Dr. Diagne, thank you for being with us today. Can you tell us about the response to safeguard your region of Africa regarding food security in the context of the many lockdowns during COVID-19 pandemic? What role does the ECOWAS Bank for Investment and Development play in this space?
Dr. Mabouba Diagne
First of all, I think that COVID-19 has been a wake-up call for the entire continent of Sub-Saharan Africa. As you know, we import a lot to feed our population, although we have arable land and water. If I take the case for West Africa, we import a lot of rice, we import even cooking oil, we import so many food items including agriculture inputs like urea fertilizer. And I think that COVID-19 has shown the fundamental weaknesses of Africa, still depending on abroad to feed our population.
At BIDC, which is the bank of investment and development of ECOWAS under the leadership of President Dr. George Donkor and myself, we have decided to provide unconditional support and a very strong response to support the countries, not only on food security, but also on production and self-sufficiency of food. And as we speak, we are currently in very advanced conversations with the West African Fertilizer Association for structuring and raising $200 million to $400 million for building a fertilizer blending plant in the coastal countries. We are also putting together what I will call agri-input reserve warehouses, to build food reserves across the region. These are the very immediate responses and as we speak, in the next four to six months, this is a financing that we would like to unlock with the West African Fertilizer Association and with ECOWAS Agri commission in response to support the countries and also to implement the Heads of States’ recommendation post-COVID-19.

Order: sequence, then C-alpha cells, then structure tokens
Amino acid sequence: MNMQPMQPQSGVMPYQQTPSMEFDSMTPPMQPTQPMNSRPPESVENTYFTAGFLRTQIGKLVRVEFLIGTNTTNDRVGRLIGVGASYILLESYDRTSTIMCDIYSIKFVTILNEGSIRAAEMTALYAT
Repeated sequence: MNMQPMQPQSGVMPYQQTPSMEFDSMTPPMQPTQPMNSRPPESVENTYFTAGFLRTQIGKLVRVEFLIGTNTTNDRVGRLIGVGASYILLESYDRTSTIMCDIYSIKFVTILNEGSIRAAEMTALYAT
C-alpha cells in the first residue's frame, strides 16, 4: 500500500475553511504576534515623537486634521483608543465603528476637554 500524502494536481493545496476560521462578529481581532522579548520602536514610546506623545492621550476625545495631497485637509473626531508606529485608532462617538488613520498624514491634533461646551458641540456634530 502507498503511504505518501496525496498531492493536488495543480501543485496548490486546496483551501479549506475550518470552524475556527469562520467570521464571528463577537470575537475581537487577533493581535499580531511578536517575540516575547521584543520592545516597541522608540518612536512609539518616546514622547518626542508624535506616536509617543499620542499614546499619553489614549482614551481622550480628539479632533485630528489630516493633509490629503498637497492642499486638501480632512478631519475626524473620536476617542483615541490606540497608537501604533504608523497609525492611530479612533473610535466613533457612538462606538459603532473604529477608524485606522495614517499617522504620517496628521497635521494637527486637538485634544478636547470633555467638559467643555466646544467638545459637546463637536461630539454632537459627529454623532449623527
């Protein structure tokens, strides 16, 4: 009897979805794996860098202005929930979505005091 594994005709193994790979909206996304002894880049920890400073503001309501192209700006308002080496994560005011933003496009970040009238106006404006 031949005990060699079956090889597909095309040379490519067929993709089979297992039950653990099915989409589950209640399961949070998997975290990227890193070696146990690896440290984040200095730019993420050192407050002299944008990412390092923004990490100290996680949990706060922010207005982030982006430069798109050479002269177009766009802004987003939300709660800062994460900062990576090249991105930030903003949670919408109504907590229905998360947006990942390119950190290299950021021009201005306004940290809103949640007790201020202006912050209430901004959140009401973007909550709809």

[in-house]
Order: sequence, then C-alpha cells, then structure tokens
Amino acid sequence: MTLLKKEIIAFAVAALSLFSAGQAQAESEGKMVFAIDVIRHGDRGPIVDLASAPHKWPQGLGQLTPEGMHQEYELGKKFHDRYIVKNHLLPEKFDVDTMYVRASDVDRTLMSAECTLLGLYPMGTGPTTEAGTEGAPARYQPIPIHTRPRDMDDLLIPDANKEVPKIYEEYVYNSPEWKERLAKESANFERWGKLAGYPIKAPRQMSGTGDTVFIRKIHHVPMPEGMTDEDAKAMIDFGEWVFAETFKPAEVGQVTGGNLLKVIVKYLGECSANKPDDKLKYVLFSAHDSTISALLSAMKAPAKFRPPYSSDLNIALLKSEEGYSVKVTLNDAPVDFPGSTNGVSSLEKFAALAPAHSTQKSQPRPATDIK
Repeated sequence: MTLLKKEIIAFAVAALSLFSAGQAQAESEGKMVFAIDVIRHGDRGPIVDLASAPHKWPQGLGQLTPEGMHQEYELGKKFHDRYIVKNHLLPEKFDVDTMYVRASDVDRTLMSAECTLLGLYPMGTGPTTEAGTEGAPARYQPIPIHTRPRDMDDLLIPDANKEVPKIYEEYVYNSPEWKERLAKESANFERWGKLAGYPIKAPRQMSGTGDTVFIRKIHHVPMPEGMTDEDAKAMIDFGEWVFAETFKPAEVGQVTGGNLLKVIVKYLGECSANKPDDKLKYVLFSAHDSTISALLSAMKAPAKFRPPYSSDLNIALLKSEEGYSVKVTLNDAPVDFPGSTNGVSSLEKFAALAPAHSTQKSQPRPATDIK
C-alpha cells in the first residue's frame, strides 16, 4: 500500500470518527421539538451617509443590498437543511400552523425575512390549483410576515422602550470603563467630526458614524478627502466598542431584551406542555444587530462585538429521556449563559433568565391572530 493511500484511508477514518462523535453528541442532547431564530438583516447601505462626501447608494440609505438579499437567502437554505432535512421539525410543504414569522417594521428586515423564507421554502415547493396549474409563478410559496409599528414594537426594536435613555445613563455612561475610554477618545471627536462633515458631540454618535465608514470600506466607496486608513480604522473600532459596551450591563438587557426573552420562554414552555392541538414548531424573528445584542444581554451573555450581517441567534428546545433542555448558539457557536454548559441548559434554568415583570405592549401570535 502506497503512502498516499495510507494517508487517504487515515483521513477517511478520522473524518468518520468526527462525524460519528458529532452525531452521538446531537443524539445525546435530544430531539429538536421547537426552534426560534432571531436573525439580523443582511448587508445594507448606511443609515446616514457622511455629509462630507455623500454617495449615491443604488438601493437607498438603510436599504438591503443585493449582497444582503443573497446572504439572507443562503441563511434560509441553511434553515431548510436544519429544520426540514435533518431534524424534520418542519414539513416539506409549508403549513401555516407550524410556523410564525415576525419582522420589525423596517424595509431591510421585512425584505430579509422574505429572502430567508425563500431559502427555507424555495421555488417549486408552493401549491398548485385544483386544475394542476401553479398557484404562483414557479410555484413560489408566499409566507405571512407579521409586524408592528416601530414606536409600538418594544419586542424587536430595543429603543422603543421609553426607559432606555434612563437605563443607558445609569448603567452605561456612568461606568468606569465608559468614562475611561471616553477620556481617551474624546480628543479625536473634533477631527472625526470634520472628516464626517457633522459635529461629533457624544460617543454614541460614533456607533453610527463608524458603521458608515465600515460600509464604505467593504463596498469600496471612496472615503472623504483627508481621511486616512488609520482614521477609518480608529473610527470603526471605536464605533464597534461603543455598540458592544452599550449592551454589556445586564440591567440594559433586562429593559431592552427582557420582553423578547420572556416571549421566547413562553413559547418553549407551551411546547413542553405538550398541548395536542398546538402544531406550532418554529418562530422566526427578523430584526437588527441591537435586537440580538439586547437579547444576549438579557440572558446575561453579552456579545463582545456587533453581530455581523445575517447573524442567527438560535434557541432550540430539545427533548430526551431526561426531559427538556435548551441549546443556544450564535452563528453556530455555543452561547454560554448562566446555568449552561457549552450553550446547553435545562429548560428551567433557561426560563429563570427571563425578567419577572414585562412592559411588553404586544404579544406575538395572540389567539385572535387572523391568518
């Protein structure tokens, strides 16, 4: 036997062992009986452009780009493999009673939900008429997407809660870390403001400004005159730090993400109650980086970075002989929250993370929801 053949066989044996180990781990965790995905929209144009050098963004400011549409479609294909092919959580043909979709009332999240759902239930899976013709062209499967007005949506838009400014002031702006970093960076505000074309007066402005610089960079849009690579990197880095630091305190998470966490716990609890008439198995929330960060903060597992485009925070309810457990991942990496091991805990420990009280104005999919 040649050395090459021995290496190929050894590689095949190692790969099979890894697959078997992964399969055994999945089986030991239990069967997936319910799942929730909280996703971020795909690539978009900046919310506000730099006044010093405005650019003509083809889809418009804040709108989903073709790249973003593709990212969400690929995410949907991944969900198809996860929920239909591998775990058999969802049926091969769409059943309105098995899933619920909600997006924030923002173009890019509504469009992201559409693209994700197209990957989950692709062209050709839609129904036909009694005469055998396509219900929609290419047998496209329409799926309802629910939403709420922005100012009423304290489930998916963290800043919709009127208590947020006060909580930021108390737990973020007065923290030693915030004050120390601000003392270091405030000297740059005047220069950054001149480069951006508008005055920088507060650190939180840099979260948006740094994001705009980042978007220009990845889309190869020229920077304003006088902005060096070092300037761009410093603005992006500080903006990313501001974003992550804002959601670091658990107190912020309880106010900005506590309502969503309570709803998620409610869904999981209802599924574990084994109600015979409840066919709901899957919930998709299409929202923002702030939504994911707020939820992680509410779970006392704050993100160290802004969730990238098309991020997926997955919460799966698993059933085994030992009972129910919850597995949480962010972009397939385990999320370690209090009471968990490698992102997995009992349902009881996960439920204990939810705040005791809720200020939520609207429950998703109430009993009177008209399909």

Regarding the evolution of food demand and prices since February 2020, how do you analyze the effects of the pandemic today?
Dr. Mabouba Diagne
You know, Africa depends a lot on the African diaspora sending remittances. COVID-19’s impact on the diaspora remittance has been significantly adverse. The fact is that people could not trade freely, cross-border trade has been impacted a lot. And we know that intra-Africa trade and the cross-border food trade in Africa is significant, especially in West Africa. And this has caused a huge perturbation in the flow of goods between the countries. This has negatively impacted the access to food. I feel that if we don’t respond proactively with speed there will be a lot of hunger in the ECOWAS region.
What opportunities are there for African countries after COVID-19 in terms of transforming food production and supply systems?